Light microscopy resolution barrier-broken!!!

A scanning electron micrograph depicting a mas...

Electron microscopic view of Y. pestis; Image via Wikipedia

I was checking out the news items at Science Daily today, and came across this news brief: at the recent annual meeting of the American Biophysical Society, held in Baltimore last week, a report was presented examining the surface of Yersinia pestis, the etiologic agent of Bubonic Plague. Researchers at Sandia National Laboratory in New Mexico, used the technique of Stochastic Optical Reconstruction Microscopy (STORM) to examine molecules on the surface of human neutrophils encountering either E. coli cells or Y. pestis cells. As we have learned in the chapter on Innate Immunity, this interaction is mediated by “patterns” found on the surface of the pathogen, and pattern recognition proteins on the surface of the immune cells. Specifically in these partners, Toll-like receptors found on the immune cells and lipopolysaccharide (LPS) on the bacterial cells interact with one another leading to the establishment of the immune response.

The scientists at Sandia National Laboratory have used the STORM technique, which utilizes a light-based microscope in combination with very precise wavelengths of light, beam splitters, color filters, and computer reconstruction to make an image with a resolution limit approximately ten times better than standard light microscopy. By using this technique, they have been able to see that when the immune cells and E. coli cells interact via the TLR4-LPS connection, the TLR proteins on the surface of the immune cell clump together, leading to the turning on of the immune response by the neutrophil. This clumping does not seem to occur with Y. pestis, meaning that the immune response doesn’t get initiated to the same degree with this organism. This may be one reason that Y. pestis is a much more virulent pathogen than E. coli; it is not as effectively cleared by the immune system when it initiates infection.

I don’t expect that we’ll be replacing all of our microscopes at YCP with STORM scopes anytime soon, as I imagine that the cost would mean a doubling of the yearly tuition costs.

BONUS: this report describes an immune interaction that is exploited by a specific microorganism to escape immune surveillance. In the comment thread, list other patterns that are recognized by the immune system to identify “foreign” objects.

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About ycpmicro

My name is David Singleton, and I am an Associate Professor of Microbiology at York College of Pennsylvania. My main course is BIO230, a course taken by allied-health students at YCP. Views on this site are my own.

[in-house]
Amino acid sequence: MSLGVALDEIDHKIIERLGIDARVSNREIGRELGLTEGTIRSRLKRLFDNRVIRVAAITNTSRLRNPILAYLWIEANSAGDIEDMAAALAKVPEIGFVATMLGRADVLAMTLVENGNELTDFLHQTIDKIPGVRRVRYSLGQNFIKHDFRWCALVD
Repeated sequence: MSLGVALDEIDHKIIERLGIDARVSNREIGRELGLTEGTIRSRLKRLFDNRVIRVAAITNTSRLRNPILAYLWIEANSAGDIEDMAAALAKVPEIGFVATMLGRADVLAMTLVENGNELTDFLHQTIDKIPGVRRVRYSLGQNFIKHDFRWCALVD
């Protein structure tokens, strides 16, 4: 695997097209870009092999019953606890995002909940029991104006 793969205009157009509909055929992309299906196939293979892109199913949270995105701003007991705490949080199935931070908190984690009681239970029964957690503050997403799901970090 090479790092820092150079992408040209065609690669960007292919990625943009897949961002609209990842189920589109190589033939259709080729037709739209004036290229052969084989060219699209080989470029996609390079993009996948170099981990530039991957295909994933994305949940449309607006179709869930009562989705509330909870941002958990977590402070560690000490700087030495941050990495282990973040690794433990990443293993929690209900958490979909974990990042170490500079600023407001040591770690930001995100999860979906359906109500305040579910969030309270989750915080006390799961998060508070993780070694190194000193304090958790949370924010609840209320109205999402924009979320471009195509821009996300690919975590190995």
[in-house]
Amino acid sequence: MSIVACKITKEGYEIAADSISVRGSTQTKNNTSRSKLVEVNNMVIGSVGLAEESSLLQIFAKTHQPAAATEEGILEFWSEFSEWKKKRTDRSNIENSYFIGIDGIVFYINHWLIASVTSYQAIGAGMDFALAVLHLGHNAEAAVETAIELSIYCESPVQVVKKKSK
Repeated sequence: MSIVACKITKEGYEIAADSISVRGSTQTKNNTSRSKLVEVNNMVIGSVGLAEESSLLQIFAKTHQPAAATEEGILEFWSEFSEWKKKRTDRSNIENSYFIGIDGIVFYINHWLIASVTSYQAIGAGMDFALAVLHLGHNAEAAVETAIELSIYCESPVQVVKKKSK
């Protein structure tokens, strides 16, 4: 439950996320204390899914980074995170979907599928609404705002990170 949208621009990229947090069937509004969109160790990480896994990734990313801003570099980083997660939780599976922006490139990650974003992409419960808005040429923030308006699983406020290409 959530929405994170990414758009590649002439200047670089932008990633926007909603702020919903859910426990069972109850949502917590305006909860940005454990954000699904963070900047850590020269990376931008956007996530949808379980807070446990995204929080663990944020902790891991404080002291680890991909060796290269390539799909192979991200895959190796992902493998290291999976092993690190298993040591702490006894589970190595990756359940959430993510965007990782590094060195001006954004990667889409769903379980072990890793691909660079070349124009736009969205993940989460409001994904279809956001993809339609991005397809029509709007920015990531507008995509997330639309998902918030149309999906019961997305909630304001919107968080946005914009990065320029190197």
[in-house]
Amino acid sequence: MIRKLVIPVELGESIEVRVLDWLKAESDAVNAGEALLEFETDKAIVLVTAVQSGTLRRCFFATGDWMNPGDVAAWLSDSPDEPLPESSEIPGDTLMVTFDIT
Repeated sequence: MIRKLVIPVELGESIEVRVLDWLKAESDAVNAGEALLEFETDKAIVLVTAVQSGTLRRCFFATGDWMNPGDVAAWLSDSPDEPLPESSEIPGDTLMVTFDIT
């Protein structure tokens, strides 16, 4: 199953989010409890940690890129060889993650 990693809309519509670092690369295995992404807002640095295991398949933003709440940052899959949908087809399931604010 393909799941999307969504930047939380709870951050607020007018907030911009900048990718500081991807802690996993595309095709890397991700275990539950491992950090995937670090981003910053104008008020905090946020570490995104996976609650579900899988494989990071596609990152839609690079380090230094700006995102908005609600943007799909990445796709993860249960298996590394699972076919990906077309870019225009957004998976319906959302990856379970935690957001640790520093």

Posted on March 19, 2011, in Bonus!, Microbes in the News. Bookmark the permalink. 7 Comments.

  1. One possibility is virulence factors. Virulence factors are molecules expressed and secreted by pathogens that enable them to preform a bunch of different functions, like obtaining entry and exit from host and also nutrition from the host. Even though they cause disease in the host by inhibiting different functions they still can prevent certain things from getting past the Gram negative walls of cells and are able to sort by endotoxins and exotoxins.

    • I’m not sure what you are getting at here. Things like exotoxins and endotoxins might be recognized, but what would be a specific example of a pattern that would be recognized?

      • Today like what we talked about the different ribosomes, but also specifically the lipid A and the peptidoglycan outer layer of the gram negative cells that they would have to get through.

  2. As talked about briefly in class today (even though we’ll cover in later chapters), the idea of memory helps the immune system to identify foreign objects coming into the body. If the body is infected once, if it gets infected again, it uses it’s memory from the first time it was infected in order to help fight off the infection the second time. Memory acts as a pattern to help the immune system to identify when foreigh objects come into the body.

  3. patterns would include: the presence of lipid A or peptidoglycan, or the size of the ribosome

  4. Brittany MacFadden

    B Cells are the major cells involved in the creation of antibodies that circulate in blood plasma and lymph, known as humoral immunity. Antibodies (or immunoglobulin, Ig), are large Y-shaped proteins used by the immune system to identify and neutralize foreign objects.

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